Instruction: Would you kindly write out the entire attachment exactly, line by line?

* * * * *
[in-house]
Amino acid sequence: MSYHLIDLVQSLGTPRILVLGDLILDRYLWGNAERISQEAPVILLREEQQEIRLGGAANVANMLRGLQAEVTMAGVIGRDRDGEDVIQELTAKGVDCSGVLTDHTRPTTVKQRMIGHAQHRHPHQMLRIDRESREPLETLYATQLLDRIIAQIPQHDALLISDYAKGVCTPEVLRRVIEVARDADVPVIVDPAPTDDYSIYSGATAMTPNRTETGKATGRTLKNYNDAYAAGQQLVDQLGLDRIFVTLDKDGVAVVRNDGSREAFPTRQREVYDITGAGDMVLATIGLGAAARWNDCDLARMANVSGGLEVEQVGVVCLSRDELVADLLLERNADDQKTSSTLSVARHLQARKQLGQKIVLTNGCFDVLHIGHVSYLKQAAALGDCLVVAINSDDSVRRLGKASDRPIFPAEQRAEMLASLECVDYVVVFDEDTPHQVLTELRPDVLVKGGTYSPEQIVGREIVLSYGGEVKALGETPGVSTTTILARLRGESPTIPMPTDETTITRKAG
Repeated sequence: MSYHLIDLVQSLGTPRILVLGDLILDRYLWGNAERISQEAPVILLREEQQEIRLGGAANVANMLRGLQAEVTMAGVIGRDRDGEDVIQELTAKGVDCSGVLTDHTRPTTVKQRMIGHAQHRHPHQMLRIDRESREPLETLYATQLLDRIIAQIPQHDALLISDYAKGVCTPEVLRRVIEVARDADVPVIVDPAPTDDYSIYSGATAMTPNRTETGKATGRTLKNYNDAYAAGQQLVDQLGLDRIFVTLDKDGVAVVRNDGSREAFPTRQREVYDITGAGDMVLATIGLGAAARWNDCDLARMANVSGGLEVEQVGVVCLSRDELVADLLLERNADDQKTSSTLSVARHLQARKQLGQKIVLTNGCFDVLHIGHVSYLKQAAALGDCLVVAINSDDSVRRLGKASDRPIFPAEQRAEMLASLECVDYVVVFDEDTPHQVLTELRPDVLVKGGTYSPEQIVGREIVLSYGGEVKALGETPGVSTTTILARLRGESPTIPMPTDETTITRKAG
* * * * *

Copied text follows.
[in-house]
Amino acid sequence: MSYHLIDLVQSLGTPRILVLGDLILDRYLWGNAERISQEAPVILLREEQQEIRLGGAANVANMLRGLQAEVTMAGVIGRDRDGEDVIQELTAKGVDCSGVLTDHTRPTTVKQRMIGHAQHRHPHQMLRIDRESREPLETLYATQLLDRIIAQIPQHDALLISDYAKGVCTPEVLRRVIEVARDADVPVIVDPAPTDDYSIYSGATAMTPNRTETGKATGRTLKNYNDAYAAGQQLVDQLGLDRIFVTLDKDGVAVVRNDGSREAFPTRQREVYDITGAGDMVLATIGLGAAARWNDCDLARMANVSGGLEVEQVGVVCLSRDELVADLLLERNADDQKTSSTLSVARHLQARKQLGQKIVLTNGCFDVLHIGHVSYLKQAAALGDCLVVAINSDDSVRRLGKASDRPIFPAEQRAEMLASLECVDYVVVFDEDTPHQVLTELRPDVLVKGGTYSPEQIVGREIVLSYGGEVKALGETPGVSTTTILARLRGESPTIPMPTDETTITRKAG
Repeated sequence: MSYHLIDLVQSLGTPRILVLGDLILDRYLWGNAERISQEAPVILLREEQQEIRLGGAANVANMLRGLQAEVTMAGVIGRDRDGEDVIQELTAKGVDCSGVLTDHTRPTTVKQRMIGHAQHRHPHQMLRIDRESREPLETLYATQLLDRIIAQIPQHDALLISDYAKGVCTPEVLRRVIEVARDADVPVIVDPAPTDDYSIYSGATAMTPNRTETGKATGRTLKNYNDAYAAGQQLVDQLGLDRIFVTLDKDGVAVVRNDGSREAFPTRQREVYDITGAGDMVLATIGLGAAARWNDCDLARMANVSGGLEVEQVGVVCLSRDELVADLLLERNADDQKTSSTLSVARHLQARKQLGQKIVLTNGCFDVLHIGHVSYLKQAAALGDCLVVAINSDDSVRRLGKASDRPIFPAEQRAEMLASLECVDYVVVFDEDTPHQVLTELRPDVLVKGGTYSPEQIVGREIVLSYGGEVKALGETPGVSTTTILARLRGESPTIPMPTDETTITRKAG